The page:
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Libyan Arab Airlines Flight 114

Artist's rendition of Libyan Arab Airlines 727 5A-DAH and two Israeli Air Force F-4 fighters over the Sinai.CG
Occurrence summary
Date February 21, 1973
Type Shoot down
Site Sinai Peninsula
Passengers 104
Crew 9
Injuries unknown
Fatalities 108
Survivors 5
Aircraft type Boeing 727-224
Operator Libyan Arab Airlines
Tail number 5A-DAH
Flight origin Tripoli
Last stopover Benghazi
Destination Cairo

Libyan Arab Airlines Flight 114 was a regularly-scheduled flight from Tripoli to Cairo via Benghazi. At 10:30 on February 21, 1973, the 727-224 left Tripoli, but became lost due to a combination of bad weather and equipment failure over northern Egypt around 13:44 (1:44 P.M. local). It entered the then-Israeli-controlled airspace over the Sinai Peninsula, was intercepted by two Israeli F-4 Phantom IIs and shot down and most of the people on board killed while trying to re-enter Egyptian airspace after failing to follow instructions issued by the Israeli pilots.[1] Of the 113 people on board, there were 5 survivors, including the co-pilot.[1][2]



The aircraft was piloted by a mostly French crew (captain and flight engineer; the co-pilot was Libyan) under a contractual arrangement between Air France and Libyan Arab Airlines. After a brief stop at Benghazi in eastern Libya, Flight 114 continued en route to Cairo with 113 people on board.

As the airliner cruised high over northern Egypt, a large sandstorm below forced the crew to rely completely on instrument navigation. A short time later, around 13:44, the pilot began to suspect that he had made a navigational error because of a compass malfunction: he could not find an air traffic beacon, and could not ascertain the plane's current location. He did not report his worries to the Cairo air control tower. Instead, at 13:52 he received permission from Cairo to begin his descent. By now pushed by strong tailwinds, the aircraft had drifted east considerably, and was flying over the Suez canal. Sinai had been occupied by Israel in the 1967 Six-Day War.

The Israeli Defense Forces (IDF) were on high alert at the time. Israel was in a state of war with Egypt at the time, and thought it suspicious that no Egyptian missiles had been fired at the plane, nor MiGs scrambled to intercept it, despite a similar incident a month earlier, in which an Ethiopian plane had been shot down.

At 13:54, Flight 114 entered airspace over the Sinai desert, cruising at 20,000 feet. Two minutes later, two Israeli Air Force F-4 fighters were scrambled to investigate and intercepted the airliner at 13:59. The Israeli fighter pilots attempted to make visual contact with the passenger airliner's crew, and tried to communicate to them by signaling with their hands, dipping their wings and finally firing warning shots, that they should follow the F-4s back to Rephidim Air Base. The 727 crew's response was interpreted as a denial of that request.[3] The 727 turned back to the west, but the Israeli pilots interpreted this as an attempt to flee.[4]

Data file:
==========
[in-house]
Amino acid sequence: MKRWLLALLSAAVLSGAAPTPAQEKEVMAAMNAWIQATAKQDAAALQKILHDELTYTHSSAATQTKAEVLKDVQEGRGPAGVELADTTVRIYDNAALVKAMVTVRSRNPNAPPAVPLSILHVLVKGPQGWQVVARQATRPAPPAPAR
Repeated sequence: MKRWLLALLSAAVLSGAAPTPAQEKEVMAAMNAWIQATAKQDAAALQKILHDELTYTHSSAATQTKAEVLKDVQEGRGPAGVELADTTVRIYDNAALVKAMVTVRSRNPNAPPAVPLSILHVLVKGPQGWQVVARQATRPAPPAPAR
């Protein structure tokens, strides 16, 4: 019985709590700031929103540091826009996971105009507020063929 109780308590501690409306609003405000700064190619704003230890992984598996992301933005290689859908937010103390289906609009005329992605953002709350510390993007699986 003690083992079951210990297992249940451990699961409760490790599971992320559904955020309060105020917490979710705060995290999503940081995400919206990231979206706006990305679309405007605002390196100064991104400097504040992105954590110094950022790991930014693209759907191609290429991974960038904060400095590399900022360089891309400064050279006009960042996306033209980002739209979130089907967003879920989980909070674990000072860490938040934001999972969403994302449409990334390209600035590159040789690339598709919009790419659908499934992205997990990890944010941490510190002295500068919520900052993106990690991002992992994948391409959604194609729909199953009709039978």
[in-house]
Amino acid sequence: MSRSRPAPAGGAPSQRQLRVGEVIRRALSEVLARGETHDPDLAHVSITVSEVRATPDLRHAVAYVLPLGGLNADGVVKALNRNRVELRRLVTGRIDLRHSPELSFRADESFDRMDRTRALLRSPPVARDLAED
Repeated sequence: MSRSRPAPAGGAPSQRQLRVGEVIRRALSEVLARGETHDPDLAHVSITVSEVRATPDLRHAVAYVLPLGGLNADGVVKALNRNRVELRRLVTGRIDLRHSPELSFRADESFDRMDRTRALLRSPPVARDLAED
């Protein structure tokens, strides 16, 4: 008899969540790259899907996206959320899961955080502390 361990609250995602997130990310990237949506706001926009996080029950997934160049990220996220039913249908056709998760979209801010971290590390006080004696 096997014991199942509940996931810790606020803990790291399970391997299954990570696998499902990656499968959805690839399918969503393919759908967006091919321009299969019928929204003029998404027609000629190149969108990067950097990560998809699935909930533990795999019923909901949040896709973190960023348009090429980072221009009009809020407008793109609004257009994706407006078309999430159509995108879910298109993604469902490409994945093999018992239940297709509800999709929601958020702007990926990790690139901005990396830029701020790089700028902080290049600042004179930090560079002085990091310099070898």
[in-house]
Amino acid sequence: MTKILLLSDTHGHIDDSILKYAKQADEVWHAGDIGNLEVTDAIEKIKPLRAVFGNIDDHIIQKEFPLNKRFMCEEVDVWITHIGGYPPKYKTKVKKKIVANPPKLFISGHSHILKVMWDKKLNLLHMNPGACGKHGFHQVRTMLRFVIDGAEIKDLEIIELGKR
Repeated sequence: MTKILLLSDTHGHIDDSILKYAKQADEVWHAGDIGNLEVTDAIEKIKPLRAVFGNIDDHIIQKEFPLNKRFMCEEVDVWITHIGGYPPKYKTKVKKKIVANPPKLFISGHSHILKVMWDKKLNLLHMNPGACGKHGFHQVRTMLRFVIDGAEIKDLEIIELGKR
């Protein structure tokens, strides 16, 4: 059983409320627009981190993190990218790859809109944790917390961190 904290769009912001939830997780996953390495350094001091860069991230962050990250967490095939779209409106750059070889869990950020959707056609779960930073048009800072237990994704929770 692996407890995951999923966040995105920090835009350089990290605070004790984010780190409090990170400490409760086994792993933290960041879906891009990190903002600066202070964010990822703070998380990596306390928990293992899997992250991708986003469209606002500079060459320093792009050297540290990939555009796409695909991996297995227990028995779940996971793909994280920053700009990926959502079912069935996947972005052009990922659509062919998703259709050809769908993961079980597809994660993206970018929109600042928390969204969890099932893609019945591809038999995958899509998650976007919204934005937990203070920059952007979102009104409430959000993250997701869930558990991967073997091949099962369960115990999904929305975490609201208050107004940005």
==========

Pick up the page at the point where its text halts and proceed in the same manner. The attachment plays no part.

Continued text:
Aiming at the Boeing's wing tips in order to cripple, but not destroy Flight 114, the F-4s fired short bursts with the cannon. The 20mm shells severely damaged control surfaces, hydraulic systems, and the wing structure itself. Flight 114 was forced to attempt an emergency landing.[3] in an area covered with sand dunes. On landing, there was an explosion near the right main landing gear. Only one of the three engines was running at the time of the crash. When Libyan Arab Airlines Flight 114 came to rest, 108 of the 113 people aboard were dead.[4]



The copilot, who survived, later said that the flight crew knew the Israeli jets wanted them to land but relations between Israel and Libya then made them decide against following instructions.[1] The Libyan government stated that the attack occurred without warning despite what the copilot said.[1] After government denials, Israel's air force claimed that Flight 114 was a security threat, and that among the possible tasks it could have been undertaking was an aerial spy mission over the Israeli air base at Bir Gifgafa.[3]

The Israeli government also revealed that LN 114 had been shot down with the personal authorization of David Elazar, the Israeli Chief of Staff. Israel's argument was that given the heightened security situation and the erratic behavior of the jet's crew, the actions taken were prudent.[3] The United Nations did not take any action against Israel. The 30 member nations of the International Civil Aviation Organization (ICAO) voted to censure Israel for the attack. The United States did not accept the reasoning given by Israel, and condemned the incident.[5]

Israel's Defense Minister Moshe Dayan called it an "error of judgement", and Israel paid compensation to the victims' families.[4]

See also


  1. ^ a b c d Aerial intrusions by Civil and Military Aircraft in a Time of Peace Phelps, John Maj. Military Law Review Vol 107 Winter 1985 Page 288
  2. ^ List of 727 incidents.
  3. ^ a b c d Aerial intrusions by Civil and Military Aircraft in a Time of Peace Phelps, John Maj. Military Law Review Vol 107 Winter 1985 Page 289
  4. ^ a b c David Gero: Aviation Disasters: The World's Major Civil Airliner Crashes Since 1940 (4th Edition) ISBN 0750931469, p116-117
  5. ^ Aerial intrusions by Civil and Military Aircraft in a Time of Peace Phelps, John Maj. Military Law Review Vol 107 Winter 1985 Page 290


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